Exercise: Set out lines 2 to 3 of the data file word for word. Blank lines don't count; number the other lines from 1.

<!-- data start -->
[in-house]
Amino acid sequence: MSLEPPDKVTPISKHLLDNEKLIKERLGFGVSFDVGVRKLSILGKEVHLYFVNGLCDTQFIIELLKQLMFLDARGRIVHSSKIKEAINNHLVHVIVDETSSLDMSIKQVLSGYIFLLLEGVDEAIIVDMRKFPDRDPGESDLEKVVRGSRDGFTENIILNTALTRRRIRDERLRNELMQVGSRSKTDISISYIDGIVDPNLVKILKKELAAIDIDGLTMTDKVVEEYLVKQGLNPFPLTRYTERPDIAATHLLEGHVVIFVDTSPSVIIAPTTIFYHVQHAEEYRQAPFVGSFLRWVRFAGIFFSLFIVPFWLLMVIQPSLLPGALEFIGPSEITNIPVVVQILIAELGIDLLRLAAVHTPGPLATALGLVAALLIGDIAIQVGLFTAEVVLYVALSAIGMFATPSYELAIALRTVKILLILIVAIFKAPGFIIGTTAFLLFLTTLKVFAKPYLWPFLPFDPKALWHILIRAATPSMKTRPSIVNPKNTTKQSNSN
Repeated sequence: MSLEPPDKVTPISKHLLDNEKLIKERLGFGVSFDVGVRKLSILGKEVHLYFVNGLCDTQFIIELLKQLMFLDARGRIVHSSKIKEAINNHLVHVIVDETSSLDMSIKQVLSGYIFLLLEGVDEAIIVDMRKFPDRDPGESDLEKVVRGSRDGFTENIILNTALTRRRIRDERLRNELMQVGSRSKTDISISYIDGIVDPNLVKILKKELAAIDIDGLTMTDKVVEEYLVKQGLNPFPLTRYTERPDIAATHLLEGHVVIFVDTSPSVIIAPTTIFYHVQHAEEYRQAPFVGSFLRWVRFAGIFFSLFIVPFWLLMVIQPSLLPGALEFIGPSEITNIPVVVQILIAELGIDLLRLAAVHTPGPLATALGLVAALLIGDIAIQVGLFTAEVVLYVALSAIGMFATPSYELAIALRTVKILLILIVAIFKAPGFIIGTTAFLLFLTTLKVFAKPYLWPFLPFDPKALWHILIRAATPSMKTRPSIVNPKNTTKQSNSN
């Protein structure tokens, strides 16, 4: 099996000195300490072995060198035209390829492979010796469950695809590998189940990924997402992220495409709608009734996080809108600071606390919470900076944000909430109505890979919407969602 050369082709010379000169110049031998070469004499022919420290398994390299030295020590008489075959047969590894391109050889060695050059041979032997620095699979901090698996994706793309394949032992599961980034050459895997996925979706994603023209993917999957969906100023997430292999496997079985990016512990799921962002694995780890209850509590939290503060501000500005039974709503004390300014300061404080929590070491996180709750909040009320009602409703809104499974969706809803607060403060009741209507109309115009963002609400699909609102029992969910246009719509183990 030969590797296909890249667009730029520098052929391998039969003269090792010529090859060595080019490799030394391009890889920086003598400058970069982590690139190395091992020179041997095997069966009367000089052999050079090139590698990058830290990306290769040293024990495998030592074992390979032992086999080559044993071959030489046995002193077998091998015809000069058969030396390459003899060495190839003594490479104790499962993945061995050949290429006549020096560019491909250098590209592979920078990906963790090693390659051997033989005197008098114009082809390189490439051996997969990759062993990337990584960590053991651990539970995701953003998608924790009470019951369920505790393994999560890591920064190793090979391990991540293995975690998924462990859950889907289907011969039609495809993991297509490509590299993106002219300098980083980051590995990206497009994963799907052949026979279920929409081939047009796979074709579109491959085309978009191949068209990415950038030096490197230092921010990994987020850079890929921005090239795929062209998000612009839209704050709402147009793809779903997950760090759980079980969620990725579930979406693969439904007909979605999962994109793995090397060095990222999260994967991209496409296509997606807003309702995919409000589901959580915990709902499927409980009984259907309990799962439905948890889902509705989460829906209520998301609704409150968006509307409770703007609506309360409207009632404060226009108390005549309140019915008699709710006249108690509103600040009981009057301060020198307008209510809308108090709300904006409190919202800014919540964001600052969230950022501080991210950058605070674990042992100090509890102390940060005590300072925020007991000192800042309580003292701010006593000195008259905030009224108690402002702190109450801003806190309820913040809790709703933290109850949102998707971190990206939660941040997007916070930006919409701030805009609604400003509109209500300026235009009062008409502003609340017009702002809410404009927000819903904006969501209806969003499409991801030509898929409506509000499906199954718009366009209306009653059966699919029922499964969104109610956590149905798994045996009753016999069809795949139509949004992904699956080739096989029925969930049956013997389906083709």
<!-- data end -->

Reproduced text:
Amino acid sequence: MSLEPPDKVTPISKHLLDNEKLIKERLGFGVSFDVGVRKLSILGKEVHLYFVNGLCDTQFIIELLKQLMFLDARGRIVHSSKIKEAINNHLVHVIVDETSSLDMSIKQVLSGYIFLLLEGVDEAIIVDMRKFPDRDPGESDLEKVVRGSRDGFTENIILNTALTRRRIRDERLRNELMQVGSRSKTDISISYIDGIVDPNLVKILKKELAAIDIDGLTMTDKVVEEYLVKQGLNPFPLTRYTERPDIAATHLLEGHVVIFVDTSPSVIIAPTTIFYHVQHAEEYRQAPFVGSFLRWVRFAGIFFSLFIVPFWLLMVIQPSLLPGALEFIGPSEITNIPVVVQILIAELGIDLLRLAAVHTPGPLATALGLVAALLIGDIAIQVGLFTAEVVLYVALSAIGMFATPSYELAIALRTVKILLILIVAIFKAPGFIIGTTAFLLFLTTLKVFAKPYLWPFLPFDPKALWHILIRAATPSMKTRPSIVNPKNTTKQSNSN
Repeated sequence: MSLEPPDKVTPISKHLLDNEKLIKERLGFGVSFDVGVRKLSILGKEVHLYFVNGLCDTQFIIELLKQLMFLDARGRIVHSSKIKEAINNHLVHVIVDETSSLDMSIKQVLSGYIFLLLEGVDEAIIVDMRKFPDRDPGESDLEKVVRGSRDGFTENIILNTALTRRRIRDERLRNELMQVGSRSKTDISISYIDGIVDPNLVKILKKELAAIDIDGLTMTDKVVEEYLVKQGLNPFPLTRYTERPDIAATHLLEGHVVIFVDTSPSVIIAPTTIFYHVQHAEEYRQAPFVGSFLRWVRFAGIFFSLFIVPFWLLMVIQPSLLPGALEFIGPSEITNIPVVVQILIAELGIDLLRLAAVHTPGPLATALGLVAALLIGDIAIQVGLFTAEVVLYVALSAIGMFATPSYELAIALRTVKILLILIVAIFKAPGFIIGTTAFLLFLTTLKVFAKPYLWPFLPFDPKALWHILIRAATPSMKTRPSIVNPKNTTKQSNSN